Archive for November, 2017

Your Worst Nightmare: Fileless Malware

Thursday, November 30th, 2017

By now, everyone pretty much knows what malware is and how it works: Victims receive an email telling them that if they just open the attached PDF, their entire life will morph into heaven on earth. Or they get an email telling them that they need to click on a link to avoid blowing up the universe, or some such catastrophe. In any event, the malware can be stymied by simply not opening the attachment, clicking on the link or whatever. It’s pretty simple. Just educate the users not to open attachments from unfamiliar email senders, links from what appear to be legitimate e-commerce sites and so on. Bad actors defeated. World safe again.

Unfortunately, the bad guys are hip to this, which is why a new type of cyberattack is taking hold: fileless malware. Unlike the malware described in the opening paragraph, fileless malware does not depend on the victim downloading any files. That’s because it doesn’t require any files. It invades systems in two ways:

  • The malware’s code resides in RAM or in the system registry.
  • The malware infects its host through scripts.

Conventional Delivery Methods and Unconventional Purposes

Even though files are not used to deliver the malicious code, phishing schemes can still be used to allow the code to infiltrate systems. For example, malicious code can be delivered in the form of a Word document, which, when opened, releases the malware. Of further concern is that fileless malware often uses anti-forensics techniques to erase its tracks, thus making it completely invisible.

The purpose of fileless malware is most often similar to that of conventional attacks: get access to credentialed data and personal information. However, because of its stealthy and persistent nature, there is some suspicion that fileless malware will be used to support espionage activities and to set the stage for future acts of sabotage.

Can Fileless Malware Be Stopped?

The problem is complex. To begin with, organizations have to realize that processes that run scripts, like Microsoft PowerShell, are just as capable of delivering malware as processes that execute them, like opening a PDF. Secondly, companies must make sure that their employees are educated about the dangers of opening ANY attachments that aren’t from known senders, and third, every patch issued by any vendor must be installed immediately. This includes, of course, the antivirus software on the system, as well as the operating system itself. Simple steps like these can prevent a lot of future pain.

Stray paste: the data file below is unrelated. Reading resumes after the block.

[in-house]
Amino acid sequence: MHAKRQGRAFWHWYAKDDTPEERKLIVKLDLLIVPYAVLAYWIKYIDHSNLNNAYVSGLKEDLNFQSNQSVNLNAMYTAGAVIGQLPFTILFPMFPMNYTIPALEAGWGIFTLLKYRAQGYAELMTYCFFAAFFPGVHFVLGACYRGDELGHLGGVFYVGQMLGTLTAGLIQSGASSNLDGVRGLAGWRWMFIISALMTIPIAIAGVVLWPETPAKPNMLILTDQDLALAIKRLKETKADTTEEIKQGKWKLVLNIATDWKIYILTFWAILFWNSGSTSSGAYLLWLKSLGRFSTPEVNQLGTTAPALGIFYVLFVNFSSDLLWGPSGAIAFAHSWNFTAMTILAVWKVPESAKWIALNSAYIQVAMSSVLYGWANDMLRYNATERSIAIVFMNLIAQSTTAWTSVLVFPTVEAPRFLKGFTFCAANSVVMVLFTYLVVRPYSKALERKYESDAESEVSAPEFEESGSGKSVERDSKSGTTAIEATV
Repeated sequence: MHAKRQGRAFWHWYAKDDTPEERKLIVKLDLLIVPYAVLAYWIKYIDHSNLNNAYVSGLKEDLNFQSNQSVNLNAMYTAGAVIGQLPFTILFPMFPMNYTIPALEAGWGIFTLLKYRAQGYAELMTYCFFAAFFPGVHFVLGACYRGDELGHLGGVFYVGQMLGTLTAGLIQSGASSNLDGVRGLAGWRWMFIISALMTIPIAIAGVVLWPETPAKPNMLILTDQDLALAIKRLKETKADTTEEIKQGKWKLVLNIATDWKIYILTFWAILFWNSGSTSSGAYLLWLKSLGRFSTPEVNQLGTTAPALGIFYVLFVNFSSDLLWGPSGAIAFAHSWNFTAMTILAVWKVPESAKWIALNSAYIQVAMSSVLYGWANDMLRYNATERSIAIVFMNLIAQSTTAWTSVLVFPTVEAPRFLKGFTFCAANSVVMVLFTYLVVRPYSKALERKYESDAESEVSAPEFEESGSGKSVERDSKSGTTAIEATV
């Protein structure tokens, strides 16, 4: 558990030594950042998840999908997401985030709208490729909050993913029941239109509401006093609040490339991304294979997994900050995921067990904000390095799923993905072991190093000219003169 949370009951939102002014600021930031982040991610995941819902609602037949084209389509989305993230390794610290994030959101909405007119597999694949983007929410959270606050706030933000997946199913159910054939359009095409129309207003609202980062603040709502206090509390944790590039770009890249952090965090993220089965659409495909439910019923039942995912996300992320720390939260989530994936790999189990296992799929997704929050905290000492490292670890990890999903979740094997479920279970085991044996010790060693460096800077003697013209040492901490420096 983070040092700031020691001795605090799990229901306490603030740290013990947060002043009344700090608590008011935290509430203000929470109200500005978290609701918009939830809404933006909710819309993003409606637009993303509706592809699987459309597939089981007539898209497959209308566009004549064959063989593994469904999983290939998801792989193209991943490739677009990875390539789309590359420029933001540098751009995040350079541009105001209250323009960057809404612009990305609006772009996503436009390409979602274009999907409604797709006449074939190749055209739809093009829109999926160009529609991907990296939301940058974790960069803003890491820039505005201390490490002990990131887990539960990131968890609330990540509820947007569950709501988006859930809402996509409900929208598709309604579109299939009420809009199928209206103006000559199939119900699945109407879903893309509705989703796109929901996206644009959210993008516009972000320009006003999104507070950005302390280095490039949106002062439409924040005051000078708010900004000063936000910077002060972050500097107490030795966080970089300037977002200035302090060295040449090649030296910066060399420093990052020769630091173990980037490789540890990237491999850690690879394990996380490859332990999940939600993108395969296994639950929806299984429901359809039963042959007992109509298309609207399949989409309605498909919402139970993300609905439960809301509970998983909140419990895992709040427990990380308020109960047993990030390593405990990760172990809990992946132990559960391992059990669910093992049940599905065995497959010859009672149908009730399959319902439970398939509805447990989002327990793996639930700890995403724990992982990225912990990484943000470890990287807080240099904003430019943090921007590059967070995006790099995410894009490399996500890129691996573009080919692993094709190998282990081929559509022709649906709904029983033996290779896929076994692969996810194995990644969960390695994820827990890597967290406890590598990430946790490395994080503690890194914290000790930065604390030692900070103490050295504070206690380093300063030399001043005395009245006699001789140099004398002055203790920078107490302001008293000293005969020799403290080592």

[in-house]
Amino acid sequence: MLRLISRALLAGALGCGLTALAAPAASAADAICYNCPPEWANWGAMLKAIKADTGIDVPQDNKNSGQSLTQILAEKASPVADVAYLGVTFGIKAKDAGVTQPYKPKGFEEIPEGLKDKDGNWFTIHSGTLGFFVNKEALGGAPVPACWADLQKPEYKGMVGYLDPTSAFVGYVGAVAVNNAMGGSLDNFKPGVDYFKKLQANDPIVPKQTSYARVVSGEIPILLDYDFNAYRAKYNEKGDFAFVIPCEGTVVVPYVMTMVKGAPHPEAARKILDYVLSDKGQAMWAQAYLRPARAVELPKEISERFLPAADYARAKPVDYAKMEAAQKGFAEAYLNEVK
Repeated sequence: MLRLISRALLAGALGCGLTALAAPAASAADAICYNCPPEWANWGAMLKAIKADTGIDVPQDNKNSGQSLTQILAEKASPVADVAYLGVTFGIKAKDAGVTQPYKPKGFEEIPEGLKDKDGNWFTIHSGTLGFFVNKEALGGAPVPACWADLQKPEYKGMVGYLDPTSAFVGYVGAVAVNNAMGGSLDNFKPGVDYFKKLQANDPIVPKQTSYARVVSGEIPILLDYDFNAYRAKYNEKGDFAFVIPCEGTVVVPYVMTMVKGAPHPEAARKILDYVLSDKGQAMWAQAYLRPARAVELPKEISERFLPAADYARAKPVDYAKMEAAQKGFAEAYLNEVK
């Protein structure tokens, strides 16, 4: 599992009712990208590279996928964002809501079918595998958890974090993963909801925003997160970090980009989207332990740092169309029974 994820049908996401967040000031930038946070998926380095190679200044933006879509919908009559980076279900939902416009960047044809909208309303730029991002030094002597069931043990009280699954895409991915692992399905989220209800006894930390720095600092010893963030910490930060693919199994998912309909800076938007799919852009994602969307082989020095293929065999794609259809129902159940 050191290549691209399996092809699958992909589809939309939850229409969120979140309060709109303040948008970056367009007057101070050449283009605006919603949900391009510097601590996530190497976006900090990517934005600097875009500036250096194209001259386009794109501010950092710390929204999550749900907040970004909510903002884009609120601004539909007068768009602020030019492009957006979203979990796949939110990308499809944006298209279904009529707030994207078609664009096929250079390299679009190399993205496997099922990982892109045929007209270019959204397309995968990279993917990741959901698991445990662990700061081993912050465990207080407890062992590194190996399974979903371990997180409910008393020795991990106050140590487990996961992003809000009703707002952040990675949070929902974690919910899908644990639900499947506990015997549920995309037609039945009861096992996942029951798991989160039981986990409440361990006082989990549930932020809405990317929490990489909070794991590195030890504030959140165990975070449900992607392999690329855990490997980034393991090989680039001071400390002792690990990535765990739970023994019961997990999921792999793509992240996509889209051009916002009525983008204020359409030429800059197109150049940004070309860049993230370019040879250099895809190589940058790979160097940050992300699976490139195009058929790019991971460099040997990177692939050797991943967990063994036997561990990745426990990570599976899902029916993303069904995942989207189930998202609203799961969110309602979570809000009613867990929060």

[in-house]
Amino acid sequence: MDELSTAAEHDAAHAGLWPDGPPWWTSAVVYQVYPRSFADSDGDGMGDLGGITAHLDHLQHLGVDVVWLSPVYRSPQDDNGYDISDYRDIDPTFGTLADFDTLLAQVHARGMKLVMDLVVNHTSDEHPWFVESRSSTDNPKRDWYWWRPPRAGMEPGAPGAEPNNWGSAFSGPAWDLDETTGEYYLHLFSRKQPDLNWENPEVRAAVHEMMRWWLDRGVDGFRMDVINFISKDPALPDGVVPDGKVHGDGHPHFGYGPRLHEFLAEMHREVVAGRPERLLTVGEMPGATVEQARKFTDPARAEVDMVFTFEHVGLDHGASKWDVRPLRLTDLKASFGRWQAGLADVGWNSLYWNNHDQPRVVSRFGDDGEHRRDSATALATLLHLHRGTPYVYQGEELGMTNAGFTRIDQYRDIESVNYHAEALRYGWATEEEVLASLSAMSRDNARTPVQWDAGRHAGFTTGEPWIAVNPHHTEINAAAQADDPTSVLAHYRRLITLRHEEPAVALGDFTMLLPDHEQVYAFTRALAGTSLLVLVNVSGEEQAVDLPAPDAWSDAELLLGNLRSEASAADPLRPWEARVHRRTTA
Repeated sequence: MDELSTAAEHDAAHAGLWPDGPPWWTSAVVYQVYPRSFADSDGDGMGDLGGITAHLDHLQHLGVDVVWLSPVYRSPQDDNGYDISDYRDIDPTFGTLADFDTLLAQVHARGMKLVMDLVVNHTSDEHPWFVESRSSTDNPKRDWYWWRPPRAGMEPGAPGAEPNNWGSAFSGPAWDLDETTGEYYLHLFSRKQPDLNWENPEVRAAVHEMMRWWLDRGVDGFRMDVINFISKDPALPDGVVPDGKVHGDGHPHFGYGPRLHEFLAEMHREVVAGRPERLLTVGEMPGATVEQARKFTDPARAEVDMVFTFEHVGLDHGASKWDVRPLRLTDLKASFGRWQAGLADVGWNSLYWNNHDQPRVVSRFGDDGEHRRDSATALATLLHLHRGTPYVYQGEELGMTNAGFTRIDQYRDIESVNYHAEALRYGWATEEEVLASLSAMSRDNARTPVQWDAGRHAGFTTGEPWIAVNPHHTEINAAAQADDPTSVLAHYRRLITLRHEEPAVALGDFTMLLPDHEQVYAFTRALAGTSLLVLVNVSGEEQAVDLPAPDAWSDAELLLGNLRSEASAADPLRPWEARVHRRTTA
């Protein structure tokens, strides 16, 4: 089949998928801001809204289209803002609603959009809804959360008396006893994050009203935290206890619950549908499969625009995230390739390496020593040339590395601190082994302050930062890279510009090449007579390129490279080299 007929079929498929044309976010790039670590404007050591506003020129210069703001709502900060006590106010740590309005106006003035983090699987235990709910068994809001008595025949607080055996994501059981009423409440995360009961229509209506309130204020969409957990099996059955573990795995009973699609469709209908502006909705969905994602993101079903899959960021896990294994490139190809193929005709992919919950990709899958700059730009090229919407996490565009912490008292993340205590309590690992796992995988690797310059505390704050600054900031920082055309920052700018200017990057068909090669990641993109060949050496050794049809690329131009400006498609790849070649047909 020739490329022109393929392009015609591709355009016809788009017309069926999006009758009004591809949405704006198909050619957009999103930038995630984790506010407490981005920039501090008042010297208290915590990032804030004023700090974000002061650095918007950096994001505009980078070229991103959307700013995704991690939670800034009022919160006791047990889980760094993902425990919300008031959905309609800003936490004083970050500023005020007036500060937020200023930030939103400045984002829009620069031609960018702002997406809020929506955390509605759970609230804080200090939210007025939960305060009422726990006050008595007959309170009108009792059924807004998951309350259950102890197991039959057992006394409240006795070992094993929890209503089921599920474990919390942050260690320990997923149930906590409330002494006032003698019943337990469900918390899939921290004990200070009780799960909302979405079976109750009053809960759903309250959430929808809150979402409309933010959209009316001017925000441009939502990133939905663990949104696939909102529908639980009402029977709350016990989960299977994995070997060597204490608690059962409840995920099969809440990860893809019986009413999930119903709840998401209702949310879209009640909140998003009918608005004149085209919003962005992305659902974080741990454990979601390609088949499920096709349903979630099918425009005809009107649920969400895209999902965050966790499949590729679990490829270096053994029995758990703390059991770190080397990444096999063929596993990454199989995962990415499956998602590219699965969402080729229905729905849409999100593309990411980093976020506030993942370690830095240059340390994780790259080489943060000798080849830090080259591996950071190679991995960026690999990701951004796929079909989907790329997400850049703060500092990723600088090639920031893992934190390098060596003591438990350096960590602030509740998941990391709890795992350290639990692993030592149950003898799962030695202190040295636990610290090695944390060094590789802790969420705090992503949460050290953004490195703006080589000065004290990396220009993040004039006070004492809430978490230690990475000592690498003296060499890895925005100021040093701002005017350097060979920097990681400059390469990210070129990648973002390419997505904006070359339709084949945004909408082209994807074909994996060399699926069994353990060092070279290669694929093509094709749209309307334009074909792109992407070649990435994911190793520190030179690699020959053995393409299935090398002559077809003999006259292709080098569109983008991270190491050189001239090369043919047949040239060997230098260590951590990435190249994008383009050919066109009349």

Pick the Right Security Software

It’s essential to realize that the threat is getting more common and the attackers more creative. Whether it’s through email spam with attachments, PowerShell or the Windows Registry database, fileless malware may very well try to find a home in the systems environment. The best defence against any type of malware attack is proper education and a multi-layered security software. When evaluating different security solutions to hinder the threat of fileless malware, there are several things to consider, including, but not limited, to:

  • What’s the vendor’s level of sophistication with regard to understanding the threat?
  • Will the vendor provide access to current users?
  • Is the software user reviewed? This can reveal things like ease of implementation and customer service.
  • Does it emphasize endpoint protection?
  • What’s the upgrade history? Once a year won’t hack it (no pun intended) in this environment.
  • Does the vendor offer a cyber warranty? Not many do, and this can tell a lot (mainly because it requires an insurance underwriter).

The threat vectors are ever-increasing, but due diligence in employee education, and choosing the right security solution still offers the best chance of not becoming the next victim of the new bad kid on the block, fileless malware.

Want to see how SentinelOne can stop file-less attacks? Request a Demo Now.

View the original article by SetinelOne.

Majority of consumers would stop doing business with companies following a data breach, finds Gemalto

Wednesday, November 29th, 2017

A majority (70%) of consumers would stop doing business with a company if it experienced a data breach, according to a survey of more than 10,000 consumers worldwide conducted on behalf of Gemalto, the world leader in digital security. In addition, seven in ten consumers (69%) feel businesses don’t take the security of customer data very seriously.

Despite these concerns, the Gemalto study found that consumers are failing to adequately secure themselves, with over half (56%) still using the same password for multiple online accounts. Even when businesses offer robust security solutions, such as two-factor authentication, two fifths (41%) of consumers admit to not using the technology to secure social media accounts, leaving them vulnerable to data breaches.

This may be because the majority of consumers (62%) believe the business holding their data is mostly responsible for its security. This is resulting in businesses being forced to take additional steps to protect consumers and enforce robust security measures, as well as educate them on the benefits of adopting these. Retailers (61%), banks (59%) and social media sites (58%) were found to have a lot of work to do, with these being sectors that consumers would leave if they suffered a breach.